Back in 2015 Valve started to facilitate games controller use in Steam Games by allowing users to map controls from joypads, joysticks and similar to "any combination of inputs that the title understands" (e.g. keyboard keys, mouse movement, controller presses). This project grew and Steam even began to allow users to share and modify controller configurations, so the best ones rose to the top in the community to become the foundation of 'Steam Input'.
In a recent community blog post Valve sought to share its insight into controller use on PCs over the preceding three years, and has thus shared a series of charts and general assertions about trends, and what the future holds.
To start its analysis, Valve paints a picture of controllers from the console world being dominant on Steam. By far the greatest proportion of controllers that have been registered in Steam are from Microsoft's Xbox consoles, as you can quickly see from the green hues in the pie chart directly above and to the left. PlayStation console castoffs come a close second with just 8 per cent of controllers from other sources.
The biggest minority controller type is Valve's own Steam Controller. Of course Valve takes some time to plug this during its analysis and a chart showing the number of unique games played, by controller type, does a pretty good job of illustrating the flexibility of this device. The firm reminds us that the "unique combination of trackpad and gyro inputs make for better precision pointing and aiming controls than a typical thumb stick and help bridge the gap between controller and non-controller titles".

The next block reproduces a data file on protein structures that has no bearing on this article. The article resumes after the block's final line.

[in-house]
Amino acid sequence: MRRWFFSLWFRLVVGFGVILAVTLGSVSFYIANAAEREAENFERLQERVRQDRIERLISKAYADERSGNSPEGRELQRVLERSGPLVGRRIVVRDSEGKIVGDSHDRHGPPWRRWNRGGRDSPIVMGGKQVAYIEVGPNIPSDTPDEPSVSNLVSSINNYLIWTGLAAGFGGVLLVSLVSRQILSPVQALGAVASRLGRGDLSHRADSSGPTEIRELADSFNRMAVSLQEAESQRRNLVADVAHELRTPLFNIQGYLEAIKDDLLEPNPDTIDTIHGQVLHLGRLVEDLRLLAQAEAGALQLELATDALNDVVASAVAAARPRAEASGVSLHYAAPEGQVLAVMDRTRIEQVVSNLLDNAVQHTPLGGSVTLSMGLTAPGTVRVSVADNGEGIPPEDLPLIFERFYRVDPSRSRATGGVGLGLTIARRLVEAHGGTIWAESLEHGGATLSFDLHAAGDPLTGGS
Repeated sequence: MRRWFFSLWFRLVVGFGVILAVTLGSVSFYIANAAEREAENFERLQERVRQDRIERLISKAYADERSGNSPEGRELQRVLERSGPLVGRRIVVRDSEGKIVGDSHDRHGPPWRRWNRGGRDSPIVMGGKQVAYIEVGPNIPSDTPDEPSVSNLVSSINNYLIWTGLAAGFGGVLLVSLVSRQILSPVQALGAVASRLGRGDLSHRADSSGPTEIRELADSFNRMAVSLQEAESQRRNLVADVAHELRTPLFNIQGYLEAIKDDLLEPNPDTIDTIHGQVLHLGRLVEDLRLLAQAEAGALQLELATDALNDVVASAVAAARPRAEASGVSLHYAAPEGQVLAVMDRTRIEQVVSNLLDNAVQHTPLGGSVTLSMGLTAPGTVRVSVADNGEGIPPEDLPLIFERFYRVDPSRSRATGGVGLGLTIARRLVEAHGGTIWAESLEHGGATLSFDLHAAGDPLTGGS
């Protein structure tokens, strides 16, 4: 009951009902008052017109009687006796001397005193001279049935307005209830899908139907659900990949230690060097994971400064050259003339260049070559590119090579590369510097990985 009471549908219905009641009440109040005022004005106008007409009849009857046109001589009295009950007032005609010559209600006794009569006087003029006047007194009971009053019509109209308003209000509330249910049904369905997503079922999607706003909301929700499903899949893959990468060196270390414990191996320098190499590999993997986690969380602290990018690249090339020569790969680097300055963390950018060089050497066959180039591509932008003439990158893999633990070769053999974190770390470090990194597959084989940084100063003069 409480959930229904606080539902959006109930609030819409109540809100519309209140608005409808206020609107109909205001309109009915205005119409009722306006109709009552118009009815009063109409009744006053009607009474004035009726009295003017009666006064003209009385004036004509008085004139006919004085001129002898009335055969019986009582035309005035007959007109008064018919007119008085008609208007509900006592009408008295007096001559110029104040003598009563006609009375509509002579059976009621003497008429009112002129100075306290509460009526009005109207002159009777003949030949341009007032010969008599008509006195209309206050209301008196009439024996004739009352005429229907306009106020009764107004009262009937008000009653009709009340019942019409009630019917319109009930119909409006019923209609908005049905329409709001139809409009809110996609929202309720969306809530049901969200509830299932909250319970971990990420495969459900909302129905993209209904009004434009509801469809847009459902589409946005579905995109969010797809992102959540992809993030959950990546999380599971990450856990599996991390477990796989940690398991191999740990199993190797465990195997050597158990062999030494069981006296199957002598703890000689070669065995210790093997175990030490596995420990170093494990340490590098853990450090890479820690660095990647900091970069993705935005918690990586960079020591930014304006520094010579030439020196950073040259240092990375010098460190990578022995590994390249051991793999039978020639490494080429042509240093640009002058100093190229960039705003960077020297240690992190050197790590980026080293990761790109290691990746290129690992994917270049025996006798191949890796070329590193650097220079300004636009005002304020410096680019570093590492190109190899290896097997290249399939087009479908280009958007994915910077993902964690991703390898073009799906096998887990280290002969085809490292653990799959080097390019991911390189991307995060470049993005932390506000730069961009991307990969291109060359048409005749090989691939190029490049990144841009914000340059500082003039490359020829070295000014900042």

Another interesting observation is that the Nintendo Switch Pro controller arrived in 2017 and has become rather popular in a short time. This adoption rate will have been spurred on by the May 2018 Steam update which enabled the full feature set of the device, added matching artwork in the UI, and an "improved the overall experience". The Switch Pro controller is the seventh most popular with Steam users.
Last but not least it is interesting to see that some people are using 'Dance Pads' with their Steam games. Only yesterday we saw traffic in the other directions, with Microsoft revealing details of Xbox One mouse and keyboard support and its collaboration with Razer in this respect. This shows that gamers appreciate variety, choice, and options in how they can enjoy their favourite games.